“No one should ever be a victim of sexual assault or harassment, let alone while on public transportation. This bill will require training for transportation providers about sexual assault and trafficking, including how to recognize potential victims. The recent rape of a woman on a Philadelphia-area train is a grim reminder that more needs to be done to better protect the public,” Dawn Hawkins, CEO of the National Center on Sexual Exploitation, said.

“Recent and disturbing incidents of sexual violence on major transportation services dictate a more robust response to address and ultimately prevent violence against women across the transportation industry. The Stop Sexual Assault and Harassment in Transportation Act will help ensure the safety of women and girls across all transportation sectors by promoting the adoption of formal protocols, increased and targeted training for transportation employees and data tracking, and greater transparency to help keep women safe from violence and harassment across our entire transportation system. We thank Chair DeFazio for his leadership on this legislation and look forward to seeing it become law,” Yasmin Vafa, Executive Director, Rights4Girls, said. 

“The Stop Sexual Assault and Harassment in Transportation Act is vital because it provides remedies for survivors who are sexually harassed and assaulted within the transportation system, while holding perpetrators accountable for their actions. We thank Chair DeFazio for his leadership on this important issue and urge Congress to pass this bill into law,” Autumn Burris, Founder, Survivors for Solutions, said.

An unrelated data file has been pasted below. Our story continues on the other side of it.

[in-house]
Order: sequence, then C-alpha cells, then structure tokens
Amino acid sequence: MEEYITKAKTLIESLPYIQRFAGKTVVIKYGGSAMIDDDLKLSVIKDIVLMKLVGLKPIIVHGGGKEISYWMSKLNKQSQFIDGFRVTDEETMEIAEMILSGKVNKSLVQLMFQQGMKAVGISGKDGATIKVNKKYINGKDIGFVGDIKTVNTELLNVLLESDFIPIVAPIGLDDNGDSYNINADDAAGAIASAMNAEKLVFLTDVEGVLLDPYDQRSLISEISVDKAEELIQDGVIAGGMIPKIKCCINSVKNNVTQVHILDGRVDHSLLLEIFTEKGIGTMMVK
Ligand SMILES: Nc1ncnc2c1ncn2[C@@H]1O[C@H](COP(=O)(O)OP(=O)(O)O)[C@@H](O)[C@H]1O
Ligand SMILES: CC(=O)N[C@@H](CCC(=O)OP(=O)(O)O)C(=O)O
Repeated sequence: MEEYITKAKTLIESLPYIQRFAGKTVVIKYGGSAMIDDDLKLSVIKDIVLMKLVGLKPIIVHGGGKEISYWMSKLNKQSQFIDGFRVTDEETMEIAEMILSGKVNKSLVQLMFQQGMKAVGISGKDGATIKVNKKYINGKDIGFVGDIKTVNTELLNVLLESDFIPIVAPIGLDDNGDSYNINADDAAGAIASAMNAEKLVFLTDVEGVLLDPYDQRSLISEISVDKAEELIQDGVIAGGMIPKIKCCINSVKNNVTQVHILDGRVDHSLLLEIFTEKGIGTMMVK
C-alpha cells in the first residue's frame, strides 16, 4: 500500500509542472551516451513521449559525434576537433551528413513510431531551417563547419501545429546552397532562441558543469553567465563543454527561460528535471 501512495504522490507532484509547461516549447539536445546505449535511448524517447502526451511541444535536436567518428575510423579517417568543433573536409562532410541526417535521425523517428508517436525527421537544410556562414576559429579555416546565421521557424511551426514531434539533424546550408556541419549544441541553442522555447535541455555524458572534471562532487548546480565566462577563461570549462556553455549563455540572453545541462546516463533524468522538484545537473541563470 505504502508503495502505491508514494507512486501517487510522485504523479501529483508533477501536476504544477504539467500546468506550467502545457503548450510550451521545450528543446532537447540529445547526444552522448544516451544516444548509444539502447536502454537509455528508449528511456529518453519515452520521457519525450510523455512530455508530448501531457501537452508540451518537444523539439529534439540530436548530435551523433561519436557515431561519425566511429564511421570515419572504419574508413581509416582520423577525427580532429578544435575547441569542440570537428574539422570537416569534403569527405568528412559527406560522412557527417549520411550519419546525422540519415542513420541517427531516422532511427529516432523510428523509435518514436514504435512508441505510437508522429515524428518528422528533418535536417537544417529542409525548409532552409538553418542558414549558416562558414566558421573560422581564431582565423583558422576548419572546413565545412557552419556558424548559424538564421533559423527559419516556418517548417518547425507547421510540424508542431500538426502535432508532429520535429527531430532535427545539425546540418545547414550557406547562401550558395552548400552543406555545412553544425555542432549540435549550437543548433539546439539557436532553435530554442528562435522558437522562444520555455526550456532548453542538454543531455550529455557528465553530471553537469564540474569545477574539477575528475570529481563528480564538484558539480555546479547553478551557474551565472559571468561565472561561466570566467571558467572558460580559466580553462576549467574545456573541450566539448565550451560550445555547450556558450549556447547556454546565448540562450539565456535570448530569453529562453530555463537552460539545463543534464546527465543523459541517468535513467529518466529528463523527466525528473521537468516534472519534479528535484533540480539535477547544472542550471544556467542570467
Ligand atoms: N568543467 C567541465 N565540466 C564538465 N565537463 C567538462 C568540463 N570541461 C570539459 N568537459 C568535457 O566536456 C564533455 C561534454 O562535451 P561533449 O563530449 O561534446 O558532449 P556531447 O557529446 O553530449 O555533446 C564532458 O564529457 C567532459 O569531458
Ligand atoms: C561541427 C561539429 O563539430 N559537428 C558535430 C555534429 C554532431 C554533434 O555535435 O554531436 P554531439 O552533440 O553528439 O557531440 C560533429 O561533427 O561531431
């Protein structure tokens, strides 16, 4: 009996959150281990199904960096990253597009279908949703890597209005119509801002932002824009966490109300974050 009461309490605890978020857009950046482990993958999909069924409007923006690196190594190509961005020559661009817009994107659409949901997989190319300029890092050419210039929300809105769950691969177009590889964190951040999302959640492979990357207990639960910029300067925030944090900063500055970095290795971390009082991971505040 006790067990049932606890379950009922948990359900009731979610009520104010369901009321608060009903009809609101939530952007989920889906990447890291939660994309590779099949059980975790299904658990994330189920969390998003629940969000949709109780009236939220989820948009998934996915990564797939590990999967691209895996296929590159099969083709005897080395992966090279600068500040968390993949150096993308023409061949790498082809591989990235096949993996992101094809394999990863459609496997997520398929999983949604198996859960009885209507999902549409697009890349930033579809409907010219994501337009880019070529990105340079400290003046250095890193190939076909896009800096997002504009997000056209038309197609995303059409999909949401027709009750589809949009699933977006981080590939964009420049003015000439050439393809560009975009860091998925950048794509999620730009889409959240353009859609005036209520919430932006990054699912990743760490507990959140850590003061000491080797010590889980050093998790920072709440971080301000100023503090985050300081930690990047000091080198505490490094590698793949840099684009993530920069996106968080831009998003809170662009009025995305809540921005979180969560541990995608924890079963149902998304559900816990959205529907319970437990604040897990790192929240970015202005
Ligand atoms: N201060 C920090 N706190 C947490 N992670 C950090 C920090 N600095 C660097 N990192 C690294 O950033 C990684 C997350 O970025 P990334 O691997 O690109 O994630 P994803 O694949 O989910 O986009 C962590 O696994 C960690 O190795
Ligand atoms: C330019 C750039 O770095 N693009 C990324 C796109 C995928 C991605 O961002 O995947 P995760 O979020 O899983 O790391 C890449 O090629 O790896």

“Sadly, sexual harassment and assault is prevalent in our transportation sectors. Too often, frontline workers often face the brunt of this abhorrent behavior while perpetrators go unpunished. No one should be expected to work in an environment that degrades their humanity – especially transportation workers who also double as first responders in emergency situations,” Greg Regan, president of the Transportation Trades Department, AFL-CIO (TTD), said. “Transportation labor applauds Chair DeFazio for his dedication to the safety and dignity of our members by introducing the Stop Sexual Assault and Harassment in Transportation Act which provides new tools and protections to combat sexual and physical assault.”

Original co-sponsors include:

  • Julia Brownley (D-CA)
  • Salud Carbajal (D-CA)
  • Andre Carson (D-IN)
  • Adriano Espaillat (D-NY)
  • Jared Huffman (D-CA)
  • Eddie Bernice Johnson (D-TX)
  • Rick Larsen (D-WA)
  • Alan Lowenthal (D-CA)
  • Stephen Lynch (D-MA)
  • Sean Patrick Maloney (D-NY)
  • Eleanor Holmes Norton (D-DC)
  • Donald Payne, Jr. (D-NJ)
  • Albio Sires (D-NJ)
  • Dina Titus (D-NV)

Organizations supporting this legislation include:

  • Air Line Pilots Association (ALPA)
  • American Association for Justice
  • Association of Flight Attendants-CWA (AFA)
  • Association of Professional Flight Attendants (APFA)
  • National Center on Sexual Exploitation
  • Rights4Girls
  • Survivors for Solutions
  • Transportation Trades Department, AFL-CIO (TTD)
  • Transport Workers Union of America (TWU)

Other legislation approved on October 27 included the Aviation Funding Stability Act of 2021, which has more than 40 bipartisan cosponsors. This legislation will insulate FAA programs and personnel, and the U.S. aviation industry, from the effects of a future federal government shutdown.

Read the full text of the bill at the House Committee on Transportation and Infrastructure

Kylie Bielby
Kylie Bielby
Kylie Bielby has more than 20 years' experience in reporting and editing a wide range of security topics, covering geopolitical and policy analysis to international and country-specific trends and events. Before joining GTSC's Homeland Security Today staff, she was an editor and contributor for Jane's, and a columnist and managing editor for security and counter-terror publications.